The Tripod of Compassionate Love

Monday I wrote a piece on Respect, and Friday’s post will be along the same theme, which got me thinking about a very simple but vital concept to understanding Men, which is the way we experience romantic love.

When anyone falls in love at first they find themselves in an intense all-consuming emotional experience, which is usually called by psychologists “passionate love.” Passionate love is wild, beautiful, and sensual. It stands on its own without need of support, and has very few conditions. During the “honeymoon period” of passionate love, you are often blind to the behaviour of your beloved in a lot of ways. Passionate love, simply doesn’t last, however. Between six months and a two years into most relationships it dies down and is replaced by the more mature compassionate love.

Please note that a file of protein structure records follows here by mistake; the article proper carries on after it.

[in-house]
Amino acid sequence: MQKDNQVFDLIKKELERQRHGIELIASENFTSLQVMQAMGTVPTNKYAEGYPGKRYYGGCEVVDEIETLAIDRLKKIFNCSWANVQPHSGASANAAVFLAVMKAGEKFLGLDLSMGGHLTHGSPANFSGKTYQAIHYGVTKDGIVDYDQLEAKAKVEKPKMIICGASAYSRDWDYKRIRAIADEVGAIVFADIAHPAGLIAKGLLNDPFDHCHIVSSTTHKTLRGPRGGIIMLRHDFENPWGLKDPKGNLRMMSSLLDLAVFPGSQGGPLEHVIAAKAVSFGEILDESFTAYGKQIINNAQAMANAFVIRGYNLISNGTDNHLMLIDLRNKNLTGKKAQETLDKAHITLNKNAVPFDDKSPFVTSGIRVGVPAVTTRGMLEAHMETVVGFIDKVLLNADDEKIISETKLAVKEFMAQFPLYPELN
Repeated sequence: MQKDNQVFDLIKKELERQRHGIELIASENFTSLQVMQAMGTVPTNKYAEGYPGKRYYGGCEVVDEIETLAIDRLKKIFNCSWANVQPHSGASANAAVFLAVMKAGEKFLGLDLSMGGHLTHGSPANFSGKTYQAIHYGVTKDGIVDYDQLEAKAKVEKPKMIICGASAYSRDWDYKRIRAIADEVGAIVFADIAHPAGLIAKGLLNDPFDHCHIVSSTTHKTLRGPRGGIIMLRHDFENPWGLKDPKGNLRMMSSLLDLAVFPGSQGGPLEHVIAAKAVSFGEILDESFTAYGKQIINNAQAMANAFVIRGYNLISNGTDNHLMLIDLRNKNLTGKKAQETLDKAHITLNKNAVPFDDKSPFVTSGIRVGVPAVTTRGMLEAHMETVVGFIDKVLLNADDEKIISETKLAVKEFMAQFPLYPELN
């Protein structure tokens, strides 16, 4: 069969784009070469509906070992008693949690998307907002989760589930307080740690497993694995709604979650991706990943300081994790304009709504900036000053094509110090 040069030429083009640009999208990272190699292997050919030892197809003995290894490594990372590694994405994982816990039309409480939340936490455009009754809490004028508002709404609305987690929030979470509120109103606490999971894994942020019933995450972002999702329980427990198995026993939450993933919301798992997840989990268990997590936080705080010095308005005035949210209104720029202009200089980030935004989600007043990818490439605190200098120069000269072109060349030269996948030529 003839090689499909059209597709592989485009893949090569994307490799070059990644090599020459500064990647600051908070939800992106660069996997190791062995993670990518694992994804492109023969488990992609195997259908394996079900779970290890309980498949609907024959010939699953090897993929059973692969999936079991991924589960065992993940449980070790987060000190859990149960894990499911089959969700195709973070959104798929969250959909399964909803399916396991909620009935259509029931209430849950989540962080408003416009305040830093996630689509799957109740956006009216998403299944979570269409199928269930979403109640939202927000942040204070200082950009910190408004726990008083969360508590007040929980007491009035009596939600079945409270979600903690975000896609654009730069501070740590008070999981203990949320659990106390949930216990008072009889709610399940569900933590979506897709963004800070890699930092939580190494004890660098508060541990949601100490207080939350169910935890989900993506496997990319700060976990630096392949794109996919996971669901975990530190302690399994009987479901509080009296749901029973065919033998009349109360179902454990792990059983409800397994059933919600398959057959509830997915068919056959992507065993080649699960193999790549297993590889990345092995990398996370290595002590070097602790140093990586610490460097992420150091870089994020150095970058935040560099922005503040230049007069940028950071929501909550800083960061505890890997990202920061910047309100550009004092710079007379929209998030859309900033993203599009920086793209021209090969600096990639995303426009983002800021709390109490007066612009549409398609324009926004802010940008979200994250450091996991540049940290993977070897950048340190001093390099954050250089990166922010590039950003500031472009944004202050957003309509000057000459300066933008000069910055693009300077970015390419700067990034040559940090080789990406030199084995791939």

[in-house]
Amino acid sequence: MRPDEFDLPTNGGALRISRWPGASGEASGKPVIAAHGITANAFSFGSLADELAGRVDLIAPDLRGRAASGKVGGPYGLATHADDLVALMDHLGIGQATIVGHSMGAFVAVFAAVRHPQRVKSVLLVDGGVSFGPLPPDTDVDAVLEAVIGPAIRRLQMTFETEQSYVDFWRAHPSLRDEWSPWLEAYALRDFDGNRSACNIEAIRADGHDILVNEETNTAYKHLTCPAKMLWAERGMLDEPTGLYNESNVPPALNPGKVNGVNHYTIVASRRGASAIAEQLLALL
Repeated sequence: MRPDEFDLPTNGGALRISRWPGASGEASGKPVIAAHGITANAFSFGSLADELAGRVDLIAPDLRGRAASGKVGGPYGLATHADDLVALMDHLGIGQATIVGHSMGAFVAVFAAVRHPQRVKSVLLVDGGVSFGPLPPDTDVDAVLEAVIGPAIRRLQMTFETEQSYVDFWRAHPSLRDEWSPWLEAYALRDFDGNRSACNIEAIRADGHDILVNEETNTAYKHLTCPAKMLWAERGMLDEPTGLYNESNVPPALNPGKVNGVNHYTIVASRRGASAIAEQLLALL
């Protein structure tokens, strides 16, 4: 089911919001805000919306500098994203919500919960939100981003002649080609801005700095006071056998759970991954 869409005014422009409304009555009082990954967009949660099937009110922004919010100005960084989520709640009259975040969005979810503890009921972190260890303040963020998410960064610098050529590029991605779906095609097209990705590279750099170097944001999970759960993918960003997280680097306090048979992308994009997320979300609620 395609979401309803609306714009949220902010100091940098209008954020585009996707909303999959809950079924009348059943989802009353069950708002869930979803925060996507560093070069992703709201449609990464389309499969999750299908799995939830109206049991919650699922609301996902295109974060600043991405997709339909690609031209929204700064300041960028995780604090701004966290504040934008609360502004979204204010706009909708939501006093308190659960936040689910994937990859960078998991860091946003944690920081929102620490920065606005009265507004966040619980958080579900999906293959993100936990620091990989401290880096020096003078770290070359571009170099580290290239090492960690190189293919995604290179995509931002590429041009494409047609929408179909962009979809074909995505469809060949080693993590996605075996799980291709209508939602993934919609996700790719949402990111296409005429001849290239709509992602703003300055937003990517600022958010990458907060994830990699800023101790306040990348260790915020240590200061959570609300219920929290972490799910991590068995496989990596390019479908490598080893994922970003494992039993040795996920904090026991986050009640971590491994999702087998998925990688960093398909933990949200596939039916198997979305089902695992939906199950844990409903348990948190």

Compassionate love is less intense; it never has the same high as passionate love. Compassionate love is what lasting relationships like marriages are built on. If it is nurtured, it grows and intensifies over time. If it is neglected, it can cause a relationship to wither. The way your partner treats you, along with your own expectations, determine how well that love survives.

There are fairly significant differences between the way most healthy men and most healthy women experience compassionate love. We need different things from ourselves and our partners in order to sustain and grow our loving feelings.